On the 13th of last month, a timely day-long panel discussion was conducted by NLU Delhi on the Novartis decision of the Supreme Court. Among the participants, the ones whose presentations I found particularly insightful were that of Adarsh Ramanujan of Lakshmikumaran and Sridharan, Dr.K.M.Gopakumar of Third World Network, Mr.Mark Heywood, Founder of Treatment Action Campaign (South Africa), Dr.Gopakumar G.Nair of Gopakumar Nair and Associates, and Mr.P.H.Kurian, former Controller General of Patents, Designs and Trademarks.
In the post-lunch session chaired by Mr.C.H.Unni, Deputy Chief of Bureau, Mint, I had the opportunity to present some of my views which went beyond the decision. This post captures some of those views.
With pharma patent litigation having taken centre stage, the one thing that we need to be wary of is the temptation to expect the patent system to solve all our healthcare challenges, including that of affordable access to medicines. This temptation becomes a necessity all the more in the absence of a clear-cut healthcare strategy, since the Government would want to be seen as doing something, and patent busting is probably the most public way that the government can probably think of to achieve that object, given the (un)popular perception of patents and innovator drug companies.
Patents are without a doubt relevant to the debate, and patents which add no value must definitely be weeded out. But the question is, apart from pitting innovator drug companies against generics and deriving a vicarious pleasure out of this slugfest, have we truly explored all plausible and available options under and outside the Patents Act, 1970?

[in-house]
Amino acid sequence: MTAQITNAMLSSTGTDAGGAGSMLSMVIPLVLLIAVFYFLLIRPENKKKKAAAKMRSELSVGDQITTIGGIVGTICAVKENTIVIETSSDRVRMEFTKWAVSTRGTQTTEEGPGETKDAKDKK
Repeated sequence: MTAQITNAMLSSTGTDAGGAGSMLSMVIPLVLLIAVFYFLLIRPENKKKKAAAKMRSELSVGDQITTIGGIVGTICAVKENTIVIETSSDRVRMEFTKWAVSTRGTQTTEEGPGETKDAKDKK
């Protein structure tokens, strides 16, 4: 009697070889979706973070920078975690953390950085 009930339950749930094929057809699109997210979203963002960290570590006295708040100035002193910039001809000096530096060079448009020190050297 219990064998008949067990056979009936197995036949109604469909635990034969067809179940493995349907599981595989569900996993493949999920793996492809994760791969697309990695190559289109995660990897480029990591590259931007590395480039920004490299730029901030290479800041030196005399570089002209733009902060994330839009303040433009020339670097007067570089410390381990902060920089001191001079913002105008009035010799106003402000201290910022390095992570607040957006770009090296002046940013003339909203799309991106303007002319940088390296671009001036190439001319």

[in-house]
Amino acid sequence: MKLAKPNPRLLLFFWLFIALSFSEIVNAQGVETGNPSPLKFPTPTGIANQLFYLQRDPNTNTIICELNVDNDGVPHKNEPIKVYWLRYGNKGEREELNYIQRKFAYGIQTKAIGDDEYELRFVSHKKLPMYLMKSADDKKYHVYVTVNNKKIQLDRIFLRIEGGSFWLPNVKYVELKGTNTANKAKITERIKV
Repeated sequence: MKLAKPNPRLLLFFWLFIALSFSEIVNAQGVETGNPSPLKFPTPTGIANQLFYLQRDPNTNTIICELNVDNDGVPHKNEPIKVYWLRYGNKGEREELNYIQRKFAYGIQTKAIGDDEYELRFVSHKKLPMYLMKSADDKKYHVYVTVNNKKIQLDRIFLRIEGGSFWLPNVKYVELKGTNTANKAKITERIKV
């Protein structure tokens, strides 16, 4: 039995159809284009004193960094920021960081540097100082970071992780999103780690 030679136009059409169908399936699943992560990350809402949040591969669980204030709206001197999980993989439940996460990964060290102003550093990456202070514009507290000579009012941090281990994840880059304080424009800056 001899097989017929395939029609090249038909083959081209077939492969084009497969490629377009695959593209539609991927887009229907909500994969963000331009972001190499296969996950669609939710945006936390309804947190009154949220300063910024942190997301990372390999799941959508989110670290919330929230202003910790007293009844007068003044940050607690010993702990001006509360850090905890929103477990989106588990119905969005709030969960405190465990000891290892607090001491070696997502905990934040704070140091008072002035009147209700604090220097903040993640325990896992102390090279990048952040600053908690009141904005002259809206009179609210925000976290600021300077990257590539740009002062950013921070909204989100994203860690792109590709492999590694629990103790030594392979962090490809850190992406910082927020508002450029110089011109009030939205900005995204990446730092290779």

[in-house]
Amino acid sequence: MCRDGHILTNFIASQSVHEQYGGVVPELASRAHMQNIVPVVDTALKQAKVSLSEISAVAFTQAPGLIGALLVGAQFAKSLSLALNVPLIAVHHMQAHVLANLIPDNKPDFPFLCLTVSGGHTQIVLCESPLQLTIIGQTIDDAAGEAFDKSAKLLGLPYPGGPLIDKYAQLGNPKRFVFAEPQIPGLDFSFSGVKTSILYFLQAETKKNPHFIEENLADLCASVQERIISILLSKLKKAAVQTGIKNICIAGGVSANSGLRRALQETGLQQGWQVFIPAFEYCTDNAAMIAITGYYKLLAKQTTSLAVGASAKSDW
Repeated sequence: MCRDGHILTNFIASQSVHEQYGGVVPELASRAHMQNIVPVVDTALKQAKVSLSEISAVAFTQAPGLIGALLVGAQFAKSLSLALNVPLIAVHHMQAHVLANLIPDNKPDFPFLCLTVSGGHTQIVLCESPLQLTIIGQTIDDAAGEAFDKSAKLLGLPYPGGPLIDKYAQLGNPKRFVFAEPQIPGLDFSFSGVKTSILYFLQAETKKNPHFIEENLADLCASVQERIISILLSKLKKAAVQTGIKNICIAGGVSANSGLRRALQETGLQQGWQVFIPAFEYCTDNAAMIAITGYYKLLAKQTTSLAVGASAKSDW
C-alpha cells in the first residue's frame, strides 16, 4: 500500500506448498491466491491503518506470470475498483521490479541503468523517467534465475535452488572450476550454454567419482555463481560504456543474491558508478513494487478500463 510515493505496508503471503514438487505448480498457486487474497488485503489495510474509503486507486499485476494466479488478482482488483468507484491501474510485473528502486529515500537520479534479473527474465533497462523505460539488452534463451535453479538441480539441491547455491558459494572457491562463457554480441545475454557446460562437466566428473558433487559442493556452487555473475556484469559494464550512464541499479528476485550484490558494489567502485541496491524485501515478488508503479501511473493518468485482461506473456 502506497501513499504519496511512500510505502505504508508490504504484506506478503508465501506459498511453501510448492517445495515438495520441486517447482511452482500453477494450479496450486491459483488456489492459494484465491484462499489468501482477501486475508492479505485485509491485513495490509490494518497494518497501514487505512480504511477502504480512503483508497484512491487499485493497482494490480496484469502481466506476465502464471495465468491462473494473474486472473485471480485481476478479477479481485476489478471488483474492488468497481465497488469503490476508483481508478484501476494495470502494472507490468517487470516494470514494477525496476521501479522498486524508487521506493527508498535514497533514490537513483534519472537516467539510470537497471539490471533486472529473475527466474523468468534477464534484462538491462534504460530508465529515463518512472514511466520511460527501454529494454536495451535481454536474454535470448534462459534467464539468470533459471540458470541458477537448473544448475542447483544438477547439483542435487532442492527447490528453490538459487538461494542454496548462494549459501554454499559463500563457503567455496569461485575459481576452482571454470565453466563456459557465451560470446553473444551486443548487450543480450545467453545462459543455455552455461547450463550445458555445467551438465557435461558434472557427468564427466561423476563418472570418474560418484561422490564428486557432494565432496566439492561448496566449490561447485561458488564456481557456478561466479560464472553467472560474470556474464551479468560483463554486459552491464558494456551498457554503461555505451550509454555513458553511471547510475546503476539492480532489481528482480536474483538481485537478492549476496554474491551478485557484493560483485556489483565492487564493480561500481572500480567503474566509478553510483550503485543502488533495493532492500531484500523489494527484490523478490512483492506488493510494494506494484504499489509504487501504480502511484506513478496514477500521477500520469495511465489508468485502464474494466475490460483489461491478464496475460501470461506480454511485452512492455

For instance, if the Government is truly keen on weeding out frivolous patent applications or patents, it ought to have actively explored the pre and post-grant opposition mechanisms, besides revocation by filing oppositions and revocations. After all, the definition of “person” under the Act includes the government, so what has stopped the Ministry of Health from filing oppositions to frivolous patent applications?
Also, what has the stopped the Government from stocking adequate quantities of patented drugs in hospitals and dispensaries owned by the Government, thereby giving effect to Section 47(4) of the Act? Wouldn’t this help increase affordable access to drugs?
Apart from patent-related issues, one of the issues central to the discourse is elevating the quality of research undertaken by Indian pharma companies and providing impetus to the growth of home-grown entities in related areas such as clinical trials. Instead of investing efforts in this direction, the Government has in fact contributed to the potential decline of Indian clinical trial industry by implementing feckless provisions such as the new Rule 122DAB of the Drugs and Cosmetics Rules, 1945, which states that failure of an investigational product to provide the intended therapeutic effect shall be considered as having caused a clinical trial-related injury or death!
As argued in an earlier post, if the very purpose of the trial is to evaluate the drug, what sense does it make to hold the sponsor of a trial or the Clinical Trial Organization responsible for failure of the drug to provide the intended therapeutic effect?
Unfortunately, instead of addressing issues like these, the discourse seems to be focussing entirely on the system of patents. It would help to first formulate our healthcare goals in specific terms, and then explore options under multiple legislations, instead of putting all our eggs in the patent basket.